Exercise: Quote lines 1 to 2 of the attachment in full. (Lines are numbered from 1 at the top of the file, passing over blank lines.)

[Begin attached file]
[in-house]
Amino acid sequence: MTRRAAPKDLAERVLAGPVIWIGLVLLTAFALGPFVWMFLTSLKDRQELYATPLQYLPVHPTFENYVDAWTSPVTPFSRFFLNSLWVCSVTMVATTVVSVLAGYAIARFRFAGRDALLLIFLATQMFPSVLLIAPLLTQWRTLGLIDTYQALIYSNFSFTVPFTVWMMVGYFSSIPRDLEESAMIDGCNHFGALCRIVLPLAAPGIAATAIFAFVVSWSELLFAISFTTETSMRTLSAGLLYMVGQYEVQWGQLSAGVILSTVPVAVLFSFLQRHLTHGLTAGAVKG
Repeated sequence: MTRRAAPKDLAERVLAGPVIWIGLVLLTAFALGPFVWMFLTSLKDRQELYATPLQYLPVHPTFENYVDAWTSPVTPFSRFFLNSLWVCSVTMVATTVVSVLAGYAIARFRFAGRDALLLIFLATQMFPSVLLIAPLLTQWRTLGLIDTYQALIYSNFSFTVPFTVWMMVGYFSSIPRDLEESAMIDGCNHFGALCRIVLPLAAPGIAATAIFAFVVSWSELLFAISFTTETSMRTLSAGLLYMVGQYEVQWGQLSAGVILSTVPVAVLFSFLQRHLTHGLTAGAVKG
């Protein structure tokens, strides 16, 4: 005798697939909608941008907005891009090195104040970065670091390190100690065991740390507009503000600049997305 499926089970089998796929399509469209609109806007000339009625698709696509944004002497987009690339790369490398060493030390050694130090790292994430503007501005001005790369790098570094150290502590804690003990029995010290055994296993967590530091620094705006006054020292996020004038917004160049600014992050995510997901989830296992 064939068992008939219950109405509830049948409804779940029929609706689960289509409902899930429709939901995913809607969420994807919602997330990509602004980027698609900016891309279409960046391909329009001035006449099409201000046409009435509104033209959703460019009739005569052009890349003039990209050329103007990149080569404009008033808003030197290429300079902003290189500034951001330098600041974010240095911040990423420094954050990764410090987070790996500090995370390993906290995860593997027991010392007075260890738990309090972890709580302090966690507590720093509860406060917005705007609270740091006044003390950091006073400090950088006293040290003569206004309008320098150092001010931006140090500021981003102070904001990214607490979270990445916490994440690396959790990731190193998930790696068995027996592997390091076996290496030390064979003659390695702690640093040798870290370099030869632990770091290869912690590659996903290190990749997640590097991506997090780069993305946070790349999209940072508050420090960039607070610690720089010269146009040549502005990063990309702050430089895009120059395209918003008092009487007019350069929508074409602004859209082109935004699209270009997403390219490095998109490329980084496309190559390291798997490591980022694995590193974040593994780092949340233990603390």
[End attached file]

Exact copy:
[in-house]
Amino acid sequence: MTRRAAPKDLAERVLAGPVIWIGLVLLTAFALGPFVWMFLTSLKDRQELYATPLQYLPVHPTFENYVDAWTSPVTPFSRFFLNSLWVCSVTMVATTVVSVLAGYAIARFRFAGRDALLLIFLATQMFPSVLLIAPLLTQWRTLGLIDTYQALIYSNFSFTVPFTVWMMVGYFSSIPRDLEESAMIDGCNHFGALCRIVLPLAAPGIAATAIFAFVVSWSELLFAISFTTETSMRTLSAGLLYMVGQYEVQWGQLSAGVILSTVPVAVLFSFLQRHLTHGLTAGAVKG